It finally fully dawned on me this week that my days as a soccer coach are done. On the one hand, this is odd, since I haven’t actually coached a game in years. On the other hand, it’s pretty typically human: we all tend to cling to ways of thinking about ourselves that we like, and I always liked myself as “Coach Steve.”
- I liked that I was helping to pass on a game that I love (and still play a couple of times a week).
- I liked that I was doing something good for my community–and especially for a bunch of parents I really liked.
- Most of all, I liked that I was teaching and encouraging a bunch of bright little girls, who have since grown into a group of remarkable young women.
As is always the case when you’re teaching, I learned at least as much from the girls as they ever did from me. I learned how they could be tough as nails and still tender teammates. I learned how they could be heartbroken one minute and hungry for ice cream the next. Perhaps most importantly, I learned the importance of saying “yes, you can!”–when you’re trying something new; when you’ve fallen behind; when you start to think “but what if I’m not as good as …”
I hope my players learned that last lesson, too. I also hope they learned a few other lessons from our time together. Among them:
1. Get out there, go hard, and have fun
Life is too short to sit on the sidelines or to put in a half effort. Run as hard as you can every time you take the field, and look for ways to make each moment meaningful.
When you win or accomplish a goal, take time to celebrate. When times are tough, hold onto your teammates. And if it all becomes too much of a trudge, take a break–or even find another game. If what you’re doing makes you miserable, there’s really no way to win at it.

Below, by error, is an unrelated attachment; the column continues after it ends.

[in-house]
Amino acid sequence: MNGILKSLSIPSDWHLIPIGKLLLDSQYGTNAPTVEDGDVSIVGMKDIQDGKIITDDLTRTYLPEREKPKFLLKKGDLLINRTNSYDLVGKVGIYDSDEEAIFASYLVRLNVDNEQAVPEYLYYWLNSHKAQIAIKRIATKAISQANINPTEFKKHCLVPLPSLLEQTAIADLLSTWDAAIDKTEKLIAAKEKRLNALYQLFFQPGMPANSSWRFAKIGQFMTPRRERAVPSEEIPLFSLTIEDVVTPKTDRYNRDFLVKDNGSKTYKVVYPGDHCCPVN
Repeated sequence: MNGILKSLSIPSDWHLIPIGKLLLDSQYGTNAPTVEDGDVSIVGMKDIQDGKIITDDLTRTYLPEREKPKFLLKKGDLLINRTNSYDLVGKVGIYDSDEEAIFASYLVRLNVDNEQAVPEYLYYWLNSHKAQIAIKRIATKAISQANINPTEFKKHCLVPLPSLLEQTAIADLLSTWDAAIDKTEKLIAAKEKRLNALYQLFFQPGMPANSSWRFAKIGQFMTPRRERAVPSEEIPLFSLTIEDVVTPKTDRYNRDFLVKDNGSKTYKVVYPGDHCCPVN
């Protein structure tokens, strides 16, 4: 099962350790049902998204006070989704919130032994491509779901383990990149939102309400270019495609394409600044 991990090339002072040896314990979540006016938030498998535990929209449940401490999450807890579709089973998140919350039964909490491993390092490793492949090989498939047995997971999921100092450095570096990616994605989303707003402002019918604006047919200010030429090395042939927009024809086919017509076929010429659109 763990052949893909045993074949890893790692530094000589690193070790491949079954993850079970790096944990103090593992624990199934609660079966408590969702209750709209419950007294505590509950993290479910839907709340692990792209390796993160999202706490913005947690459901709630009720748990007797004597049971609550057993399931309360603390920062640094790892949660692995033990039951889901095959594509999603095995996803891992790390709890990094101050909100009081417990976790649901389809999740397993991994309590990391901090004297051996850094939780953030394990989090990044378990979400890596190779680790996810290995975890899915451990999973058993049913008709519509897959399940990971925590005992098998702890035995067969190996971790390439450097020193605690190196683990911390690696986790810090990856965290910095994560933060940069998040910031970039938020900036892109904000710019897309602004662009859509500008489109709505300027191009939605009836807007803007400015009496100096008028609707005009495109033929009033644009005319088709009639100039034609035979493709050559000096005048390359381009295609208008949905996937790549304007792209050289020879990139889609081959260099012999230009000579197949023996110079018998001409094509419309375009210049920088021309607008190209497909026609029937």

2. Win the ball in front of you
Don’t worry about the last mistake you made or the chances that may come later. Focus on the ball that’s in front of you now. No matter how much time is left, no matter what the score is, no matter what the other team is doing, you can only really control one thing: how you go after that ball.
If you just keep winning the ball in front of you, eventually you’ll score. And if you keep on scoring, eventually you’ll win. Maybe not this game, but some game to come.
3. Be gracious in both victory and defeat
There are only three ways to win, really. You can beat a team that isn’t as good as yours, in which case there’s nothing to gloat about. You can beat a team that’s just as good as yours, in which case it was probably just your day to catch the breaks. Or you can beat a team that’s better than yours, in which case your accomplishment speaks for itself. The ways to lose are the same in reverse.
There’s nothing wrong with celebrating victories or mourning defeats. But no one likes braggarts or whiners. And what goes around eventually comes around–including graciousness.
4. Listen to your coaches, not your critics
Coaches are the people who tell you what you could do better in order to help you improve. Critics are the people who tell you what you could improve in order to make themselves feel better. Don’t worry about the latter, but listen closely to the former.
Coaches make mistakes just like everyone else, but they know the game and have your best interests at heart. And that makes their feedback incredibly valuable. If you want to keep learning and growing–whatever you choose to do in life–continue to seek out coaches. They may be called “teachers” or “mentors” or “friends” or even “bosses,” but you’ll recognize them by the sort of advice they provide. It will typically begin with “yes, you can!”
That’s it for today’s pep talk. Now, get back in the game, no matter which game you play. Go hard! Have fun!
I love you,